Molony embezzled millions of dollars from the Canadian
Imperial Bank of Commerce by taking advantage of his managing
position within the company. His gambling addiction was at the
core of his actions.
Molony faced two and a half years of jail time upon discovery
of his scandal and he’s now forced to speak at conferences
explaining the negative consequences associated with impulse
Even as a young child, at the age of ten, Molony had a
passion for gambling. He would go to the racetrack with his
father and act as a bookkeeper for his friends at school. Molony
eventually went on to college, attending and graduating from the
University Of Western Ontario with a Bachelor’s Degree in
Molony planned to combine his two passions of journalism and
gambling to become a financial writer. He applied at the
Canadian Imperial Bank of Commerce (CIBC) for that position, but
he scored so high on their entrance exam that he was immediately
put into their manager in training program.
His main responsibilities under this position included
managing current accounts, foreign exchange, and the acceptance
or denial of loans administered through the bank. He travelled
to many different branches and worked along-side many other
mangers, which gave him special insight into what the company’s
Molony’s annual salary was a little over $10,000 which suited
Molony’s lifestyle just fine, as he had no desire to wear fancy
clothes or eat at luxurious restaurants, but he did have a
desire for gambling. He frequently flew from his home in Toronto
to spend his weekends at the Las Vegas and Atlantic City
casinos, but this is clearly not something he could afford on
his modest salary.
Molony took advantage of his management position and started
embezzling money from from CIBC to feed his gambling addiction.
He would apply for loans under the names of both real and
Molony would then transfer millions of dollars out of the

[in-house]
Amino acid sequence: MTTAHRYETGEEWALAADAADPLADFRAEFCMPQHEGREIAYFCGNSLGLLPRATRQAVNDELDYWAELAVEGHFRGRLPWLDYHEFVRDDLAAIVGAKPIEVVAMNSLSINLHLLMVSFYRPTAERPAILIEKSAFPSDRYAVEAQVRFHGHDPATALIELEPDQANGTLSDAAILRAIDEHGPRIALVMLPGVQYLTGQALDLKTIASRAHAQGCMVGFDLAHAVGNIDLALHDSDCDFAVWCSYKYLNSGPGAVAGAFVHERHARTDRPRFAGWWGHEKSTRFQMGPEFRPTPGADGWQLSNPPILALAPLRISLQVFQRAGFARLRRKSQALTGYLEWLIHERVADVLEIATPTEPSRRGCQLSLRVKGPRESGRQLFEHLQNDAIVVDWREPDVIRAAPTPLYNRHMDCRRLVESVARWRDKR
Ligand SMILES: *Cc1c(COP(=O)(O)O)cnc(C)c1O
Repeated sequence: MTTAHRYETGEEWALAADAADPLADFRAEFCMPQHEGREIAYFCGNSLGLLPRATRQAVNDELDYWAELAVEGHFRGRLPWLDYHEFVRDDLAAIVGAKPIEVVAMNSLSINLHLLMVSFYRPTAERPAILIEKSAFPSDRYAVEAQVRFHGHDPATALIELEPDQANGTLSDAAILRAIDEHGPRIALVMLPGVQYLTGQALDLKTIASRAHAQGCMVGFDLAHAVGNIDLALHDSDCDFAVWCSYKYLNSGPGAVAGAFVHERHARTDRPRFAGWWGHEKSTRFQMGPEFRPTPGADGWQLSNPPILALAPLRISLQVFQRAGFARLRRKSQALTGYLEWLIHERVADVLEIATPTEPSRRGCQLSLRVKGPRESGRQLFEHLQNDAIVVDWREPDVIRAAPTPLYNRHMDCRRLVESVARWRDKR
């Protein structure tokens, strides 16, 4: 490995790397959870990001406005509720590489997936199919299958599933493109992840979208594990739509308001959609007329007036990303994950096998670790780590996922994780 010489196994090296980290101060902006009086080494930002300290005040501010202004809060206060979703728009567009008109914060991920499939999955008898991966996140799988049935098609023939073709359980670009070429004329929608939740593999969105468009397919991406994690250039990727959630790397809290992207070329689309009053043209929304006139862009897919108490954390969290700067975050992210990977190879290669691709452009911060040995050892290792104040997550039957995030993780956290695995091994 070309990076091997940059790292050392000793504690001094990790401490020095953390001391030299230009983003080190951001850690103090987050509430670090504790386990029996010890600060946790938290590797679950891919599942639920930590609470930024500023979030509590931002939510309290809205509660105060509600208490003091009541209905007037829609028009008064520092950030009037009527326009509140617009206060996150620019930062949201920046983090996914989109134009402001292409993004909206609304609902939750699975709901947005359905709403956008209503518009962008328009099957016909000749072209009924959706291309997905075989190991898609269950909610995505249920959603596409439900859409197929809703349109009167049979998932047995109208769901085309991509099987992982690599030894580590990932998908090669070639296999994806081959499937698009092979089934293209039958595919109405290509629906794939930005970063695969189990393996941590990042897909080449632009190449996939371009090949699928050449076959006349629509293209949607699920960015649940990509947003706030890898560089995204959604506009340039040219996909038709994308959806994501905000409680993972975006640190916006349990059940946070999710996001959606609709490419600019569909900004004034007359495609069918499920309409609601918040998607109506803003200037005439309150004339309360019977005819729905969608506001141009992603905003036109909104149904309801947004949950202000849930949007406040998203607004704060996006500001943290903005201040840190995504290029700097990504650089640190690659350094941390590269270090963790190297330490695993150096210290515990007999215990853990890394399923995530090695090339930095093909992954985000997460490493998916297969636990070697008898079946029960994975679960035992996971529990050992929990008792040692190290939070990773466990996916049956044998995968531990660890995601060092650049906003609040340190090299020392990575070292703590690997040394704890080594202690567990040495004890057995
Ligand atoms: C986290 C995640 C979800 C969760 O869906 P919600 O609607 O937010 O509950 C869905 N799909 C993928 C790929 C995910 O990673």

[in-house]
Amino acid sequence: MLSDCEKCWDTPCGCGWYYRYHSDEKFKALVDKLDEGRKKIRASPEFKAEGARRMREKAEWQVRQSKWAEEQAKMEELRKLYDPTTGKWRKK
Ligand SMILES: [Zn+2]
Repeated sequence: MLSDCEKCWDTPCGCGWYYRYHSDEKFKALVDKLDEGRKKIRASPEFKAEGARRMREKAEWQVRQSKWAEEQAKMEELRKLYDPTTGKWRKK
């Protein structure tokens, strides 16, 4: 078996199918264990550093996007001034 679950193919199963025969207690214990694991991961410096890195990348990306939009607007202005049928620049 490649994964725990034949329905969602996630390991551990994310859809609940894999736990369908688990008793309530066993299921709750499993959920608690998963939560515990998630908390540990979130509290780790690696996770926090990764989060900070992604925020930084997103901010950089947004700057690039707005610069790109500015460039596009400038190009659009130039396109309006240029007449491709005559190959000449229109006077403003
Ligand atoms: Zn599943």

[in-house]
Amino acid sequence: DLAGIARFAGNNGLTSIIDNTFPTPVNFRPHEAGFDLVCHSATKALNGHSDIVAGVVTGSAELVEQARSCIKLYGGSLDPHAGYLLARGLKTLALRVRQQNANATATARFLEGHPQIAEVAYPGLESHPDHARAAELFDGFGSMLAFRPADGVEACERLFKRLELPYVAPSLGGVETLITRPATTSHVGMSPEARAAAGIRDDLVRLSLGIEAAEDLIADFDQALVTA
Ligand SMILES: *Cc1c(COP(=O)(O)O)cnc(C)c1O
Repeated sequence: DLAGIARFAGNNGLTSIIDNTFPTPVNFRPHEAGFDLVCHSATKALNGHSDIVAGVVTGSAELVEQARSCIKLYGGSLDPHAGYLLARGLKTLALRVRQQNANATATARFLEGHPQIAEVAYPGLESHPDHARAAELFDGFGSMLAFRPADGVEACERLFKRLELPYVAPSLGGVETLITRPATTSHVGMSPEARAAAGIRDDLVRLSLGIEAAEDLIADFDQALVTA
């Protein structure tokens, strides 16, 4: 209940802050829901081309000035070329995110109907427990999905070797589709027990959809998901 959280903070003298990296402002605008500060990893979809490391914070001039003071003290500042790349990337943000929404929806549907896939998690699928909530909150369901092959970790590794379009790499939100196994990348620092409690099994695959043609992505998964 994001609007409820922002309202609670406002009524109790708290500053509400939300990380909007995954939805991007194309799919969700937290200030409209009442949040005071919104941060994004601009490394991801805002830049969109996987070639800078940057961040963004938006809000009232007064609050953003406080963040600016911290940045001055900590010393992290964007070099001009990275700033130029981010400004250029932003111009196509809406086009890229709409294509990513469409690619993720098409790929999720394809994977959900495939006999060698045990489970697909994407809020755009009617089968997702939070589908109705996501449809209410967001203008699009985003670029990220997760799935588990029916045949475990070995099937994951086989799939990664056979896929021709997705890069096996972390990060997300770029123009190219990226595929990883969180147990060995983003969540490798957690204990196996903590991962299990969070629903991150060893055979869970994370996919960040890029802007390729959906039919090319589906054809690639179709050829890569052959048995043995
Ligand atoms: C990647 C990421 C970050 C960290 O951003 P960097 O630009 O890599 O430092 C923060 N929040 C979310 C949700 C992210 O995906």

bank through a sub-company called California Clearing
Corporation whose sole purpose was to let people deposit
substantial sums of money into the various Las Vegas casinos.
He loved gambling, but he honestly didn’t have that much
success at the tables and to make matters worse he was an avid
high-roller. He kept convincing himself that if he bet high
enough that he could win back the money he stole from the bank
before they ever found out.
Those dreams came to an end on April 27th, 1982; he lost
nearly $1 million dollars at the craps tables in Caesars Atlantic
City casino. On that same day, CIBC had finally caught on to
Molony’s actions and he was arrested for embezzlement. By the
end, Molony had stolen over $10 million from the company.
Caesars admitted to never asking Molony for credit
information or what he did for a living. They also confessed to
rewarding Molony with tens of thousands of dollars in hotel
rooms and transportation to and from the casino by a private
CIBC filed a lawsuit against Caesars up this discovery,
accusing Caesars’ officials of permitting Molony to gamble even
though they knew that his money was probably stolen. CIBC hoped
to recover some of their financial losses, but the exact terms
of the settlement are private. Caesars wasn’t the only casino
that Molony gambled at, but he did gamble there the most.
The state Division of Gaming Enforcement stepped in and
punished Caesars by forcing them to close their doors on
Saturday, November 30th, which is a huge loss for the
corporation as it was the Saturday after Thanksgiving, a
potentially very profitable day for their casino.
Molony pled guilty to embezzlement in November of 1983, and
served two-and-half years in prison. As part of his community
service agreement, Molony had to attend counseling sessions for
gambling addiction along with speaking at a certain number
events to explain the potential pitfalls that gambling can cause
in your life.
Gary Stephen Ross wrote the book, “Stung,” which tells the
story of Brian Molony and his gambling obsession. This book was
published in 2002, after Brian Molony approved of it. Over the
past few decades Molony was able to get his life back together.
He’s now married with children, and he works as a business
consultant in Canada.
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